» Home > In the News

Atlantis in Doggerland

21 April 2016

At www.q-mag.org/pytheas-megaliths-and-the-tides.html … Anne Marie de Grazia has translated Jean Deruelle the author of 'De la Prehistoroire a l'Atlantide de Megaliths' in which it is hypothesized the Great Plain of Atlantis could now lie at the bottom of the North Sea. Then, Deruelle suggests the people of Atlantis were also the megalith builders. This theory resembles Paul Dunbavin's book of the 1990s that placed Atlantis in the Irish Sea basin and again, a link with the megalith builders – and no doubt many other theories on Atlantis associate the demise of that island with the Atlantic shoreline and the vicinity of the British Isles. There was even a Russian team just a few years  ago with the same idea of placing Atlantis somewhere off the coast of Cornwall.

As far as we know Doggerland was occupied by Mesolithic people using flint tools. Fishing nets occasionally dredge up stone axes – the most obvious flint objects (being larger and not requiring the knowledge of identifying the deft strokes of human hands on the edges of pieces of flint). More interesting is the reference to the Voyage of Pytheas around the British Isles (and possibly reaching as far as Iceland if Thule can be so identified, which seems a long shot). However, it is the tides that I found most interesting. Tides are not so important in some parts of the world but in NW Europe they are signficant if you go out and about in boats. Tides empty harbours, freeing up hundreds of yards of sea bottom. We might not think much of this situation as we sit around a Cornish harbour sipping our glass of beer but in other parts of the world the sea does not go out as far. The difference between high and low tide rarely reaches 2m on most of the planet but is 4m in Aquitaine, 5 to 6m in Brittany, 12m in the Bristol Channel (the height of a four storey building) yet in the North Sea is minmal, around 3m at Southend (at the estuary of the Thames). It is just 1m at Hamburg and in the middle of the North Sea tides are close to zero. Deruelle then goes on to f;lesh out his theory of Atlantis in the North Sea – and of course he has a ready made catastrophic flooding event to account for its sudden demise (the collapse of the Storegga Shelf off the coast of Norway followed by a great wave of water rushing down what is now the bottom of the North Sea basin). Lovely set of events that all come together – apart from the flint dredged up from the sea bed.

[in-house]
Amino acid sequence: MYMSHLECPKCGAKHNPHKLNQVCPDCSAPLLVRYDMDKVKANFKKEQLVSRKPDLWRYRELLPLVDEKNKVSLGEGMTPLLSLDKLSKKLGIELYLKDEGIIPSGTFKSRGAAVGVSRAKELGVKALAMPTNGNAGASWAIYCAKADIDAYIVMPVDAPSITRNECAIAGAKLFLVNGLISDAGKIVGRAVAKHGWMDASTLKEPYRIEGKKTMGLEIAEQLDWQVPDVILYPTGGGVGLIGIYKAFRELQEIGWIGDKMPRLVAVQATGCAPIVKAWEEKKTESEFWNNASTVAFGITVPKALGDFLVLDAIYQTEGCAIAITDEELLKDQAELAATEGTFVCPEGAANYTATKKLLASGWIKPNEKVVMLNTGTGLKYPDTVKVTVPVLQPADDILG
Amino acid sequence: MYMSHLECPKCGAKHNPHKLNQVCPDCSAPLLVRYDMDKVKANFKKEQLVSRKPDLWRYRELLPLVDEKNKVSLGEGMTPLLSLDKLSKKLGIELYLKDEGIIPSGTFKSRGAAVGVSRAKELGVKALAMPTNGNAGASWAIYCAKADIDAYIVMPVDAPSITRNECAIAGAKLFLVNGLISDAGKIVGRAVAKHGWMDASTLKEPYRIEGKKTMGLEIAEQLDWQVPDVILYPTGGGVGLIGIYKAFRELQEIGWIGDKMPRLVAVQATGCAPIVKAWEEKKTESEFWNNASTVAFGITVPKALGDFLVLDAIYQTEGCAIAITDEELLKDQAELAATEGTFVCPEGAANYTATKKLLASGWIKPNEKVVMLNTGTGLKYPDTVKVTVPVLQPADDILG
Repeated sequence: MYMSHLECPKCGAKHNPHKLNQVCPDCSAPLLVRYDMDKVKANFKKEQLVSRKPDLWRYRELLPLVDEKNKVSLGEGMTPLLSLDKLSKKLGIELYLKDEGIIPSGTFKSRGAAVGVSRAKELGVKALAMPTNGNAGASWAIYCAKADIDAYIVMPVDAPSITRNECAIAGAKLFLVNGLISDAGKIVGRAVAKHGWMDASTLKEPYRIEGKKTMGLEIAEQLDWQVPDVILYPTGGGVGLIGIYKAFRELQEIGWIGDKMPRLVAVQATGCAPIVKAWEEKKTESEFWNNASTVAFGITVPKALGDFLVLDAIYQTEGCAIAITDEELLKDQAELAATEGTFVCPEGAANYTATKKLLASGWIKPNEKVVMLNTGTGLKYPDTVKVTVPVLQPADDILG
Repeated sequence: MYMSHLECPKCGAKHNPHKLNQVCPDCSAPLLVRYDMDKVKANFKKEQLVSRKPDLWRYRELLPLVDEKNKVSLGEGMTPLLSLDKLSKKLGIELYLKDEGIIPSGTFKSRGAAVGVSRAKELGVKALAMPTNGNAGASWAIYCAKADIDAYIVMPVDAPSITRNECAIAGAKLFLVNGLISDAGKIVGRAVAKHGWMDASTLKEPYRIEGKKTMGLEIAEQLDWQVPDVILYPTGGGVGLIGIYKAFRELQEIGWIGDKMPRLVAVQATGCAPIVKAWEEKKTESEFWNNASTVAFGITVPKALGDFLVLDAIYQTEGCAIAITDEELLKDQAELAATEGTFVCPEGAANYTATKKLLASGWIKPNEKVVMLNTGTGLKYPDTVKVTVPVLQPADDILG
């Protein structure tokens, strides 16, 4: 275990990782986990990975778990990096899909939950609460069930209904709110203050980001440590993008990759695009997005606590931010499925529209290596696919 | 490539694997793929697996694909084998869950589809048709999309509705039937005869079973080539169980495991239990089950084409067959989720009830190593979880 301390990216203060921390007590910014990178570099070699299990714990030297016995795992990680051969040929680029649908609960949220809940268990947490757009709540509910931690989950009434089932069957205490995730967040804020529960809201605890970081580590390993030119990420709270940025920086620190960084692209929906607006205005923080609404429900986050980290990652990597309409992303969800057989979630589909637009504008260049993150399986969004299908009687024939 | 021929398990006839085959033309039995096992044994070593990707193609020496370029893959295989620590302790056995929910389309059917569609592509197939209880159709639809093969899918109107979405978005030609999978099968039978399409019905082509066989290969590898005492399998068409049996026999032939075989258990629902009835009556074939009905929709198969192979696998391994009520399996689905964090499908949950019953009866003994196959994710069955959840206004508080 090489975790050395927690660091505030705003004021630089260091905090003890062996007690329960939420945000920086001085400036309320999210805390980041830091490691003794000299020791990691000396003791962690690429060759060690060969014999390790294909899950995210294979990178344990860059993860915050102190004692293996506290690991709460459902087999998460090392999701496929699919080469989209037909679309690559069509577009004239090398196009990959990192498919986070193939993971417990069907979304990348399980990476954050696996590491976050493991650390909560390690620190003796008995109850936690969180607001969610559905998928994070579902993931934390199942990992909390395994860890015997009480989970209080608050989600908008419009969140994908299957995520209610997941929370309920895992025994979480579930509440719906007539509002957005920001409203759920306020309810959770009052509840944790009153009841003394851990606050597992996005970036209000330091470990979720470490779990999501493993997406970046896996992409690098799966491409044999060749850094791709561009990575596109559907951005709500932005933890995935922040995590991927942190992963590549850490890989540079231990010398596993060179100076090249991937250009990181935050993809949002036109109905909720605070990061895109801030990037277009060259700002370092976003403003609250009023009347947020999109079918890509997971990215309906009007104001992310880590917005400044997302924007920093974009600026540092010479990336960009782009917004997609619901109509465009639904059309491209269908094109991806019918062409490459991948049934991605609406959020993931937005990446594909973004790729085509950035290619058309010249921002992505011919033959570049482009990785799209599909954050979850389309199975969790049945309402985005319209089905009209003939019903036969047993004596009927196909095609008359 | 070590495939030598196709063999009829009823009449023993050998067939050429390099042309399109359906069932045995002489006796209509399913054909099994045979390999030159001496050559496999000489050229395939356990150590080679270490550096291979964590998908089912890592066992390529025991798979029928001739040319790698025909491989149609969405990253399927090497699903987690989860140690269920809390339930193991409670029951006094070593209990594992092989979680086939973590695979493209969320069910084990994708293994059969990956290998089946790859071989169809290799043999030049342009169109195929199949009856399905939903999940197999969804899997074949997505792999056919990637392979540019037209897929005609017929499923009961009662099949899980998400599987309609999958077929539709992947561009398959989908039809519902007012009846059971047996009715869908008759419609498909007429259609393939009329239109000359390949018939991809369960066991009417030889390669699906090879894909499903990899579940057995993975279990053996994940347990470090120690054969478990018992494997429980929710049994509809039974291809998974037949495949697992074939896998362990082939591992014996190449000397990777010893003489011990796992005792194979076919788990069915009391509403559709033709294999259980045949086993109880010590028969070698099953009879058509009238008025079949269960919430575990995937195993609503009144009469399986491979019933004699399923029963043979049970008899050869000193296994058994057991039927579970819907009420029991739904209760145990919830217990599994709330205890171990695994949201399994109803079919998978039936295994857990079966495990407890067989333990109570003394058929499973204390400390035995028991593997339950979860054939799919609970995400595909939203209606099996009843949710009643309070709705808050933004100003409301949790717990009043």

Skip to content